In amongst the thick roadside vegetation, all kinds of meadow flowers are doing their best to get a piece of action, from pale purple marsh mallow flowers to canary yellow horseshoe vetches. All of course are literally humming with pollinators.
A walk along the 800 yards will be punctuated by rustlings from the thick grasses that line both sides of the road. A rabbit kit darting back into its warren, or just as likely, a (relatively noisy) shrew – always on the hunt for food.
The 800 yards at this time of year is thick with insects, from the honeybees (still nesting at the base of their traditional oak), to marbled white butterflies floating over the bramble flowers and indeed dragonflies.
Can YOU spot the insect in the shot below? A close-up is revealed at the end of this post if you can’t! Apologies for these two photos by the way (of this mystery insect) - both were taken with my phone only.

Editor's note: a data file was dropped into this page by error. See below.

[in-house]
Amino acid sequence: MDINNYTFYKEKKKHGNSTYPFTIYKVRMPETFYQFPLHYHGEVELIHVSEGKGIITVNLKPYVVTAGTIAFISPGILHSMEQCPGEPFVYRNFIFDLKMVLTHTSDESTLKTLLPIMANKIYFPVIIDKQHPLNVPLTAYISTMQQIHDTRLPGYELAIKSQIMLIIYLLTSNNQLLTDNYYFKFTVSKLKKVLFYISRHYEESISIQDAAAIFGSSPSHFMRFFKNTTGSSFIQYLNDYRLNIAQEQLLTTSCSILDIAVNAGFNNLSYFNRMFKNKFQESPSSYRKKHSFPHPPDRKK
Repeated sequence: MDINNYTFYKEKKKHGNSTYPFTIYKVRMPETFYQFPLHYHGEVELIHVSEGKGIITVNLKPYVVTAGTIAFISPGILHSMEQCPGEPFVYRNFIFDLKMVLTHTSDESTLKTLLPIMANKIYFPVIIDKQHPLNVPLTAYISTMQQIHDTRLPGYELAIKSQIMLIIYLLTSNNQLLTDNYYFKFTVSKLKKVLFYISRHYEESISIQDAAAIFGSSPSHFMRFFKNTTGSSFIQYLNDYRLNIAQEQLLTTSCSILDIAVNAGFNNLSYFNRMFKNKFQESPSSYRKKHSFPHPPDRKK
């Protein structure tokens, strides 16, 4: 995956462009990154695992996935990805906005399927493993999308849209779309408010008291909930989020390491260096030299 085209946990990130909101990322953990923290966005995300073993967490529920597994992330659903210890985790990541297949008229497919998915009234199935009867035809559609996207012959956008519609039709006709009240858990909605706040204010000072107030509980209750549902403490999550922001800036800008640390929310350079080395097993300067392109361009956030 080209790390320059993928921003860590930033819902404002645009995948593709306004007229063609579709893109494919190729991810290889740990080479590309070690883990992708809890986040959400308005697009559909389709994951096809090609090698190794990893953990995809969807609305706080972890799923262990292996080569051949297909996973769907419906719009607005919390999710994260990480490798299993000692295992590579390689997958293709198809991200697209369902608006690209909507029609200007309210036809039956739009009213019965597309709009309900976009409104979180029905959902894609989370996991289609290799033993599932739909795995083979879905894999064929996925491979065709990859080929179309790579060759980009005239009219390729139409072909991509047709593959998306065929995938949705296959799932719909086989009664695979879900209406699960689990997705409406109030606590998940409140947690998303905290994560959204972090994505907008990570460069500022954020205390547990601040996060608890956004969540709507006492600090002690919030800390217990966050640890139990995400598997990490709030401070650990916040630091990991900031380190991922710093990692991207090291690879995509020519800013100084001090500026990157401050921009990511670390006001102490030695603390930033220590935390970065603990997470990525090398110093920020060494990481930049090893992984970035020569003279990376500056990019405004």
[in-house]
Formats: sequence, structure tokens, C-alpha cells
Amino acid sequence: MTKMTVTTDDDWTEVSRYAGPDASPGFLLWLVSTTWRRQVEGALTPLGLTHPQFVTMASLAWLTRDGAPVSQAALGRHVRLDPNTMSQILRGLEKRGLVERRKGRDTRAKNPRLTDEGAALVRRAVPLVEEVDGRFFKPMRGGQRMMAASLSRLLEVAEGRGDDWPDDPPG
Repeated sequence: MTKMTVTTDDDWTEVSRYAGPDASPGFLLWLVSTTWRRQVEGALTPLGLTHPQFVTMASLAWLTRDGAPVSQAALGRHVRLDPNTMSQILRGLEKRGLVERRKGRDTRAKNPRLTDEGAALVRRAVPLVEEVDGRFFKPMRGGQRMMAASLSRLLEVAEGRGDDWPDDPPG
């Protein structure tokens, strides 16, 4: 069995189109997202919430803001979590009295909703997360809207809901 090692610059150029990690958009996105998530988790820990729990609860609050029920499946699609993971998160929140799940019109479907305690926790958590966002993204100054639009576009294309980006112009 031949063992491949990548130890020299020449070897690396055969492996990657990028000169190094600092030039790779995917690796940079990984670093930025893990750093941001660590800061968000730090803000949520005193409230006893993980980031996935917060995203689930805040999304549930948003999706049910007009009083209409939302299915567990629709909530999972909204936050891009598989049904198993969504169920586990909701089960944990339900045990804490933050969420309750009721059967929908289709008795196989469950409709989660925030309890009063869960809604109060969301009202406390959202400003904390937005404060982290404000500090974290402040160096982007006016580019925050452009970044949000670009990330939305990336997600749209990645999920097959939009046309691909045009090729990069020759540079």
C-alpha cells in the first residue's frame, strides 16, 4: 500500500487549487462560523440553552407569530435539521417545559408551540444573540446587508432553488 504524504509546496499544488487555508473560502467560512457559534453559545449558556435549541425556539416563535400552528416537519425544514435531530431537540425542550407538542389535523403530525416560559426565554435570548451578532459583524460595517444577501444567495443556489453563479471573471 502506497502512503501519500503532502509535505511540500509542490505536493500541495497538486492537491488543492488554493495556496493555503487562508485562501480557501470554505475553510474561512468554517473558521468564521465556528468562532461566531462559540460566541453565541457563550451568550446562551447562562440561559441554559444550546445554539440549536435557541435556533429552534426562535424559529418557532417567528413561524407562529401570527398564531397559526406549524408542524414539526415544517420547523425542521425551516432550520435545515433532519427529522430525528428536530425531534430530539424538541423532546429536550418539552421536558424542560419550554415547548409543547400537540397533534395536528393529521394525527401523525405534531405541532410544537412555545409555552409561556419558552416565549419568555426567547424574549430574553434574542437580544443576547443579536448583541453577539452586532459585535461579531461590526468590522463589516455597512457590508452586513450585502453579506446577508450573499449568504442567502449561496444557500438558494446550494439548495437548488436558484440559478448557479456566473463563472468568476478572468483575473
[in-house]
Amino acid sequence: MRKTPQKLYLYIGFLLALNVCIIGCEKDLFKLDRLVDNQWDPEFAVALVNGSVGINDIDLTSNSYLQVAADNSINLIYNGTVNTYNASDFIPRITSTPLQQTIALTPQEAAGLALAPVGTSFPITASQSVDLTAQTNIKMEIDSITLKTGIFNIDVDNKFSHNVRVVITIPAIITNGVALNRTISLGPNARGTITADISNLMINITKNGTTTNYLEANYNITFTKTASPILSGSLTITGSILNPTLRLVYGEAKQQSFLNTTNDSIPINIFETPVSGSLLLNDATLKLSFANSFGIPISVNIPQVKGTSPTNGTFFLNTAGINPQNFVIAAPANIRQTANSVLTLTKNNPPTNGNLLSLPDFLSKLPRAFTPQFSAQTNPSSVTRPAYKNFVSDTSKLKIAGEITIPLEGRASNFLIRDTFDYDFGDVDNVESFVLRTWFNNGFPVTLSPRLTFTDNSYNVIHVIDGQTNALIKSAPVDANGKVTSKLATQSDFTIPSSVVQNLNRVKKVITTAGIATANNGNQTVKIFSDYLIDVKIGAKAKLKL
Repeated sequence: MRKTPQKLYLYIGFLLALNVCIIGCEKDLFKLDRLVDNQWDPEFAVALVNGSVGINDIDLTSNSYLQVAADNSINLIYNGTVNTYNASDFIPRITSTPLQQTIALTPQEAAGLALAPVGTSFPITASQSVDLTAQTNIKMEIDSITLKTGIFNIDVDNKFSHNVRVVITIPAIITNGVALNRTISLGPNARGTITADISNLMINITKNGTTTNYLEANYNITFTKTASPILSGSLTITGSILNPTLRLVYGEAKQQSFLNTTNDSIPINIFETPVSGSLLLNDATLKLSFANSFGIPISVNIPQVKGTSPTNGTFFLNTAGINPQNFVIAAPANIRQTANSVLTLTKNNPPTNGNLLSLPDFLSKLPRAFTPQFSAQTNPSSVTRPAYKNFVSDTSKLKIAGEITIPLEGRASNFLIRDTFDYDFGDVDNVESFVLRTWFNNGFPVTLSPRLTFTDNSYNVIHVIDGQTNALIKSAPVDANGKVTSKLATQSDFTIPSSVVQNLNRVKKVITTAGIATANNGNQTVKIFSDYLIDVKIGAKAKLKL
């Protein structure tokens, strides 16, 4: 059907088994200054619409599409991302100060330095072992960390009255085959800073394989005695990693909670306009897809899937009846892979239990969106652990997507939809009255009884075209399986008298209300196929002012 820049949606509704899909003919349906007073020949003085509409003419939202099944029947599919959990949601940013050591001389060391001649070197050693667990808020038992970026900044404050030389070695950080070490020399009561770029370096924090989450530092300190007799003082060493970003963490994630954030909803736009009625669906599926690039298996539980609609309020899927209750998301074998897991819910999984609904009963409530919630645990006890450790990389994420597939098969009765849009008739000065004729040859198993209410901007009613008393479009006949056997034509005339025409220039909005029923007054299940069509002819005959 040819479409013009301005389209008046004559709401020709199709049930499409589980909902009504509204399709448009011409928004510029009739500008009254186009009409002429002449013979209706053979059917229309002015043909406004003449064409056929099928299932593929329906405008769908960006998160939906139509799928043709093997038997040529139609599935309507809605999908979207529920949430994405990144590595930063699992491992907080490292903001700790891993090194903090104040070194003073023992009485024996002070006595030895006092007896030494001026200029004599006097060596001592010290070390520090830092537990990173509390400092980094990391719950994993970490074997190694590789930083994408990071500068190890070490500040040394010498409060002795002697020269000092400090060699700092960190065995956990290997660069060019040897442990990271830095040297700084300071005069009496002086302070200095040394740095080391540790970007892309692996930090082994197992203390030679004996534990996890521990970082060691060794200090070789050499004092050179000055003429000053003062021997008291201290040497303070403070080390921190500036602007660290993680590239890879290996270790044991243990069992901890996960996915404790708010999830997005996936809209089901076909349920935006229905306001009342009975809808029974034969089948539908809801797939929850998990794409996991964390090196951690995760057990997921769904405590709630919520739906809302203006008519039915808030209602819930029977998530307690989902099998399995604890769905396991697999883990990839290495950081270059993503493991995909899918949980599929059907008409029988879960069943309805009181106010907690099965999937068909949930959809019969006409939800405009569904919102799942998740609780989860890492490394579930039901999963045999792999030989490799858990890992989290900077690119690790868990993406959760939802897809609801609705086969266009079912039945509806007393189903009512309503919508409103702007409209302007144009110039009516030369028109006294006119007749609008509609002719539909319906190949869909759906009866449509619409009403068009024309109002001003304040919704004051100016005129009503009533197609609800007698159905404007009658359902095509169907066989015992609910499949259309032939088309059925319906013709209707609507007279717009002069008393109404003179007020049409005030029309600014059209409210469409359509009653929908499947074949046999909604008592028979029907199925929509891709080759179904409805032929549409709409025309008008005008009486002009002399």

I normally happen across the cuckoos’ favourite food (drinker moth caterpillars) in June – almost invariably wandering across a track or path or road, on the hunt for somewhere to pupate and this June was (sadly) no different.
The below is a shot of a sadly squashed drinker moth caterpillar, squashed by Mr. Pirelli or Goodyear on the 800 yards. (Not by me I should add!)
As for the birds – it’s peak season for our feathered friends too.
I still regularly run into the bullfinches, who, I assume, have nested by now, ditto for the song thrushes and linnets and goldfinches.
My walks along the 800 yards now are always punctuated by the indignant raspy shouts of whitethroats hidden in the brambles and hedges but who are never happy to see me.